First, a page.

• Time-wasting activities that don’t add to your life. Again, what those activities are looks different for each person, but if a task really isn’t adding value to your life, why keep doing it?

Cut back on…

  • TV watching. While I’m not suggesting a complete TV blackout, perhaps cutting back just a small amount of time (30 minutes) will allow you to do other things.
  • Anything you might be able to delegate out. Whether that’s asking family members to help or outsourcing an activity (like housecleaning or lawn services), letting others help with some of your activities can free you up so you can focus on other things.

3. Schedule it. The truth is, if you want to make time for something, you have to schedule it.

Why? Because what gets scheduled gets done.

So rather than letting your calendar control you, take control of your calendar and schedule time for organizing. Even if it’s only 10 minutes, mark it in your calendar and honor that commitment.

Once you have an idea of how you’re spending your time and how you can cut out or cut back on certain activities, don’t just stop there. Take the next step and schedule time on your calendar for organizing.

I know this isn’t easy an easy process. Trust me, I speak (or write) from personal experience.
I recently made the decision to drastically change my schedule so that I could make more time for writing. It has been hard to change things around and honor the boundaries I’ve placed upon myself, but in doing so I’ve been happier and more productive.

The same can be true for you. Stop looking for the time to get organized and start making it instead. And when you do, you’ll find what you’ve really been looking for all along.

Could these steps help you make the time for organizing? Are you willing to give them a try? Leave a comment and let me know!

liana georgeWritten by Liana George, professional organizer and blogger at the popular By George Organizing site, which has lots of tips, videos and even decluttering challenges to get you excited about organizing. She also provides professional organizing services in the Houston area.


9 Must-Haves for Dorm Living


9 Must-Haves for Dorm Living – Inexpensive Items to Get You Organized

  • 9 essential dorm must haves
  • bed risers
  • under bed storage bag
  • hanging scarf holder
  • 24 pair closet shoe rack - white
  • two drawer makeup storage
  • bamboo charging station
  • buckle backpack leather
  • stainless steel dry erase bulletin board
  • laundry tote bag

College life can be challenging, especially when you are leaving home for the first time. Dorm rooms are often smaller than you’re used to, with limited floor and storage space. Closets tend to be undersized and drawers, scarce. Shared spaces like bathrooms usually mean less storage for you, so you might even want to keep some of your accessories in a carrying case for transporting to and from the bath to your bedroom.

No matter what kind of room you end up with, you’re likely to be looking for ways to expand that limited storage. Here are 9 must-haves for college living that are sure to convenience you during your college stay.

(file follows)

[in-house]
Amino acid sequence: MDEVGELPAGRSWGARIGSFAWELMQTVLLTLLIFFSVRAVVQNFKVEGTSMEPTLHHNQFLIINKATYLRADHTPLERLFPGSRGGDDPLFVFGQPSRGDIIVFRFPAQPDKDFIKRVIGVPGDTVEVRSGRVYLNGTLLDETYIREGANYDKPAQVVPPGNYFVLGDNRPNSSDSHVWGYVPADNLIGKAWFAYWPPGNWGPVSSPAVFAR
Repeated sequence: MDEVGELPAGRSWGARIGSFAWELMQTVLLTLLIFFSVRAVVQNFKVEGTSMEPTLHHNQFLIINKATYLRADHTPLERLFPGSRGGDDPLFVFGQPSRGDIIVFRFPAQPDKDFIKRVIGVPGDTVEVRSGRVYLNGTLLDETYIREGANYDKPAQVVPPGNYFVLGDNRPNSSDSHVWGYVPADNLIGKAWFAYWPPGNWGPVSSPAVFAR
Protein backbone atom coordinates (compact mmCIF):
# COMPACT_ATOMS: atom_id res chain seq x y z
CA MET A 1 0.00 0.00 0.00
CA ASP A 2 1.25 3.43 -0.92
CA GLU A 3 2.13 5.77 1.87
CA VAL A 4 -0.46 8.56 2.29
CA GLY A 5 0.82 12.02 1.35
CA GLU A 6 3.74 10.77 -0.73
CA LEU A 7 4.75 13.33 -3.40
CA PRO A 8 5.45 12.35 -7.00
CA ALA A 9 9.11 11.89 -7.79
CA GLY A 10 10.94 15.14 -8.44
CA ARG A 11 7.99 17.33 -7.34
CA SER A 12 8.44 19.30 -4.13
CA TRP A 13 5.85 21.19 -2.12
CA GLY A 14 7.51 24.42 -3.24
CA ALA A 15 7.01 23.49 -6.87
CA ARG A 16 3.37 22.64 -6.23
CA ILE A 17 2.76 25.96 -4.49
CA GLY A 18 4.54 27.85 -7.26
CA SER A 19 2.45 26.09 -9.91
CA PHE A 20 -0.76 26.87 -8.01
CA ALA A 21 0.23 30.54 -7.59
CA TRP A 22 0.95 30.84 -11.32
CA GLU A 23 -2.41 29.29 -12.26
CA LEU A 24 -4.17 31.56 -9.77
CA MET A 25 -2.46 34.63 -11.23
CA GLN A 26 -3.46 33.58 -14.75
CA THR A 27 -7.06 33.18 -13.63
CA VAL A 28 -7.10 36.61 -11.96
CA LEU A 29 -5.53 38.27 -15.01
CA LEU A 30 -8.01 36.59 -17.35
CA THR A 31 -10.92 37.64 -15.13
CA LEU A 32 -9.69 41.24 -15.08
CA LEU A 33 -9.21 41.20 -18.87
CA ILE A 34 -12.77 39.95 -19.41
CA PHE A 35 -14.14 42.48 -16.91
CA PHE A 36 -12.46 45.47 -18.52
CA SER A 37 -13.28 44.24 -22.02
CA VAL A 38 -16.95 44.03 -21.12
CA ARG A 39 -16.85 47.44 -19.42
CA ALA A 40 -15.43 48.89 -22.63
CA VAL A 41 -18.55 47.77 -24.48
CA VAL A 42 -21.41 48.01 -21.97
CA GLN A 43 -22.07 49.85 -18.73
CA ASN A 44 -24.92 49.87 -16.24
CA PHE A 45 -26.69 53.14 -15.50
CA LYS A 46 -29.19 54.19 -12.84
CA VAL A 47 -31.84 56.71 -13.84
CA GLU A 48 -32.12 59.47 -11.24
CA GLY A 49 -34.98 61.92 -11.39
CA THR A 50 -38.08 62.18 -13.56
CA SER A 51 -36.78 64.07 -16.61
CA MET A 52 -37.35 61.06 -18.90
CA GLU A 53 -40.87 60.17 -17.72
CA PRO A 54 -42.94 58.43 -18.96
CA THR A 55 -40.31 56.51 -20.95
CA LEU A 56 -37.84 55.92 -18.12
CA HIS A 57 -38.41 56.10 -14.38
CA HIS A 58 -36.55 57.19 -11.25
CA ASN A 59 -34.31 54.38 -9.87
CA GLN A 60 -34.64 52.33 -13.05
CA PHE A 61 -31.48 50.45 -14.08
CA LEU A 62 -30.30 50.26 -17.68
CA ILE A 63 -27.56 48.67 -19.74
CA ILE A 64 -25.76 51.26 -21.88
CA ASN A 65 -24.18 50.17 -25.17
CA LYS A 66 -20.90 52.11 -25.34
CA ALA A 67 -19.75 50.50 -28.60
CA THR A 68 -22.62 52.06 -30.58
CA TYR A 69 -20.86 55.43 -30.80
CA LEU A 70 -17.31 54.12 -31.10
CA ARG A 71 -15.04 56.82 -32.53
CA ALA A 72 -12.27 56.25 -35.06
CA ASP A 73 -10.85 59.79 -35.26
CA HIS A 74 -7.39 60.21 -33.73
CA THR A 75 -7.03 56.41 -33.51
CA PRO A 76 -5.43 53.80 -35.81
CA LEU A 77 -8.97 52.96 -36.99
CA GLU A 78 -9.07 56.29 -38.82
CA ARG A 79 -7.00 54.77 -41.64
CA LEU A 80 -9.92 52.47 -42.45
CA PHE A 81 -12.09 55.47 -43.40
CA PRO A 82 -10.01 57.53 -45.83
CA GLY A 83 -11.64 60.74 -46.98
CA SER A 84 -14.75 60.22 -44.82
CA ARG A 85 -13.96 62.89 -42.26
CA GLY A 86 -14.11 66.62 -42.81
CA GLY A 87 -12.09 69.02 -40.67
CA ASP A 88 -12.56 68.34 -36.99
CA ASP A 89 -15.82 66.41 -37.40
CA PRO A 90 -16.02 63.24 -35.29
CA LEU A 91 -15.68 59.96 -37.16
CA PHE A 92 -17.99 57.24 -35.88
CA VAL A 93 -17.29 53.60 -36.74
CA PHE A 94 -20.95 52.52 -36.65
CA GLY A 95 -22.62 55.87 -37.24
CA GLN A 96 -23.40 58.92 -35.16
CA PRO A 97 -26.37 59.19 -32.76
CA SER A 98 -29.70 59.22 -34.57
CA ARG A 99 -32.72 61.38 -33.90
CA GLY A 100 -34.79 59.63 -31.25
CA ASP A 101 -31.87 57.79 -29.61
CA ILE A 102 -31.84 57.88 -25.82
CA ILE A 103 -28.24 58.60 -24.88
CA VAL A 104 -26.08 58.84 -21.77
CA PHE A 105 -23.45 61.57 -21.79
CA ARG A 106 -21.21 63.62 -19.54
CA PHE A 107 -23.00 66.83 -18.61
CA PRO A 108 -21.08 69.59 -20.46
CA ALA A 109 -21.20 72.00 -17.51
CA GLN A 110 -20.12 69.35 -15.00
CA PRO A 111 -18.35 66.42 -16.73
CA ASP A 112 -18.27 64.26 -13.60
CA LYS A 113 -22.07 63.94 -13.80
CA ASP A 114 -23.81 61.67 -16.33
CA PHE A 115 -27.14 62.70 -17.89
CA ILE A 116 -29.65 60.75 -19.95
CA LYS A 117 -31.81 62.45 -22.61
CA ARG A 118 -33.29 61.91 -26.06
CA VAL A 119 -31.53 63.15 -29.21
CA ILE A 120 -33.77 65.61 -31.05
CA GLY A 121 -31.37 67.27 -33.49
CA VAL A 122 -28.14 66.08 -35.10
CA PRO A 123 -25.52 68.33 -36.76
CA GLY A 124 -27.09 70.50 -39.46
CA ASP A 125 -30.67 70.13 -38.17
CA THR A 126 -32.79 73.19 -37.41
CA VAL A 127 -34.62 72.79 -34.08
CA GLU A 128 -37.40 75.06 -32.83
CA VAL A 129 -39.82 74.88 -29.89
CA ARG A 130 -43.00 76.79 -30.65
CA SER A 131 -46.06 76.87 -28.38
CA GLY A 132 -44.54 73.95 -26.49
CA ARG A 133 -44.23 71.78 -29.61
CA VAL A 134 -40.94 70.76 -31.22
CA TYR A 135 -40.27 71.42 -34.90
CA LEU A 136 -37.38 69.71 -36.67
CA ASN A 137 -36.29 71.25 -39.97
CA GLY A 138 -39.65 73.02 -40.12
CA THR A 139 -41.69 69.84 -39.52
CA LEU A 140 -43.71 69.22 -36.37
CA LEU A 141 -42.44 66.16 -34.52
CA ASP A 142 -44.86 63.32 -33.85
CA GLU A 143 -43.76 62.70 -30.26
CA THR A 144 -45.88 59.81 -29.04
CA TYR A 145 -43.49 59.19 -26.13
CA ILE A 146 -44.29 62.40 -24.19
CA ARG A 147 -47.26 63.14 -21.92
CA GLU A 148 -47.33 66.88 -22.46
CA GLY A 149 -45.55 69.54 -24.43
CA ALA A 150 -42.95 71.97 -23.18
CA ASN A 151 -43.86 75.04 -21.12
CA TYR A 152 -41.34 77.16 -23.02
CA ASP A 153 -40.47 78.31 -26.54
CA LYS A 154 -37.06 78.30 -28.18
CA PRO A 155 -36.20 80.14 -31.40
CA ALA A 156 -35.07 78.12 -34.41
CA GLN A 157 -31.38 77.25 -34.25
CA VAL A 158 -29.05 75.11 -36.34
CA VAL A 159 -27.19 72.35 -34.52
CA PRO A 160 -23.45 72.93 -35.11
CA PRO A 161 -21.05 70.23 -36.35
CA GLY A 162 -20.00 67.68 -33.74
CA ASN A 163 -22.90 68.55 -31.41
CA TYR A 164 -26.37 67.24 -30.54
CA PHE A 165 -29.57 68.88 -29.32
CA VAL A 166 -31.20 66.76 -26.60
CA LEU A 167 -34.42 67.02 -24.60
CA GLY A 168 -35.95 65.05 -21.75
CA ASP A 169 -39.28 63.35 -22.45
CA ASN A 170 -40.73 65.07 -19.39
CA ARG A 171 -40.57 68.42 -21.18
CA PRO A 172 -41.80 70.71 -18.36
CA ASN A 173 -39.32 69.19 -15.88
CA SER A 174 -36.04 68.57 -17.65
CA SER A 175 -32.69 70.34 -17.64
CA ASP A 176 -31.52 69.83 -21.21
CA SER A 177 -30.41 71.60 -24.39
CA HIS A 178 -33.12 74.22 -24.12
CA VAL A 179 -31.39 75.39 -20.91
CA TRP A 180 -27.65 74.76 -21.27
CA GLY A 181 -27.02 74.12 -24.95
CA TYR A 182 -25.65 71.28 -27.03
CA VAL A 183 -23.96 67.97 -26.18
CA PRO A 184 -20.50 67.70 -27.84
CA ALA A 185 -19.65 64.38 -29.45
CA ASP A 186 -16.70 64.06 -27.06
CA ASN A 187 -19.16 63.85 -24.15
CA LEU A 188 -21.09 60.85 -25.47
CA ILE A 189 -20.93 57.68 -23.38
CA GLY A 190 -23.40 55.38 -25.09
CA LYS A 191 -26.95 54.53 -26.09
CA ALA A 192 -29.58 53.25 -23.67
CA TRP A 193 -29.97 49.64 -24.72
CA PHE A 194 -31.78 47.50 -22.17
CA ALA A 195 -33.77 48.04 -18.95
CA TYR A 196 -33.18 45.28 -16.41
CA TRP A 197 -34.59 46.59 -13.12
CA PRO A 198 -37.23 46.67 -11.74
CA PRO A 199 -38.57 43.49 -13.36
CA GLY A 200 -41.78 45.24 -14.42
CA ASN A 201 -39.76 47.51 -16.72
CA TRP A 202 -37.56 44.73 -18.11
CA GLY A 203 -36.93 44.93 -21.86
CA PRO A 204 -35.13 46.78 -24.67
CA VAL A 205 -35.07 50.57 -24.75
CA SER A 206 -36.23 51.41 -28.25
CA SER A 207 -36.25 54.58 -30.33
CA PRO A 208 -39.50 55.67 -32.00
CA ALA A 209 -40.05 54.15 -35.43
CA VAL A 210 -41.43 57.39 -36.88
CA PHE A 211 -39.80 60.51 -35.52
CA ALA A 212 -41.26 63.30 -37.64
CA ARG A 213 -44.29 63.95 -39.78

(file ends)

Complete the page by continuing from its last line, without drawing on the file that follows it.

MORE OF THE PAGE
1. Bed Risers

Bed risers add instant height to your bed so you can store clothes, bedding and other items underneath. Genius? For sure! You won’t believe how much you can fit under your bed.

2. Under Bed Storage Containers

Under bed storage containers and bags come in a variety of materials and sizes. Some even have wheels and handles for easy access. Use them for shoes, linens, coats and things you may not need every day.

3. Scarf and Belt Hangers

Scarf and belt hangers consolidate your accessories in one place and hang easily from a hook or closet rod for convenient, compact storage. Lots of styles are available with double and even multiple hooks for the extreme accessory freak.


Over-the-door-shoe-racks make instant shoe storage over standard doors to create tons of storage in unused space. Many models are available including wire, canvas and see-through plastic varieties. You might even want to share one with your roomie.

5. Cosmetic Organizers

Makeup organizers keep all of your beauty supplies in one location – so no more unpleasant black eyeliner surprises in the bottom of your purse. Small acrylic organizers are available for the small-needs student and larger, multi-compartment carousels appease the makeup queens.

6. Charging Stations

If you have a dedicated charging station, you’re less apt to lose your devices and recharging becomes habit. Whether you need a large one for multiple devices or a small-profile one to plug into the wall, Organize-It has you covered.

7. Backpacks

Everyone needs a backpack in college. It’s a purse, a lunch bag, a tablet holder and a desk thrown over your shoulder.

8. Bulletin Boards

Memo boards remember things when you can’t. They’re also good for keeping your roommates current, writing to-do lists, sharing random thoughts and writing poems.

9. Laundry Bags

Laundry bags are a lightweight alternative to bulky laundry baskets when lugging your soiled laundry from dorm to laundromat – or home on the weekends. Some can even be folded and stashed in a drawer when not in use.

Whatever your needs for college, Organize-It is sure to have it. Be sure to check out our Back-to-School category for lots of ideas for organizing and furnishing your dormroom.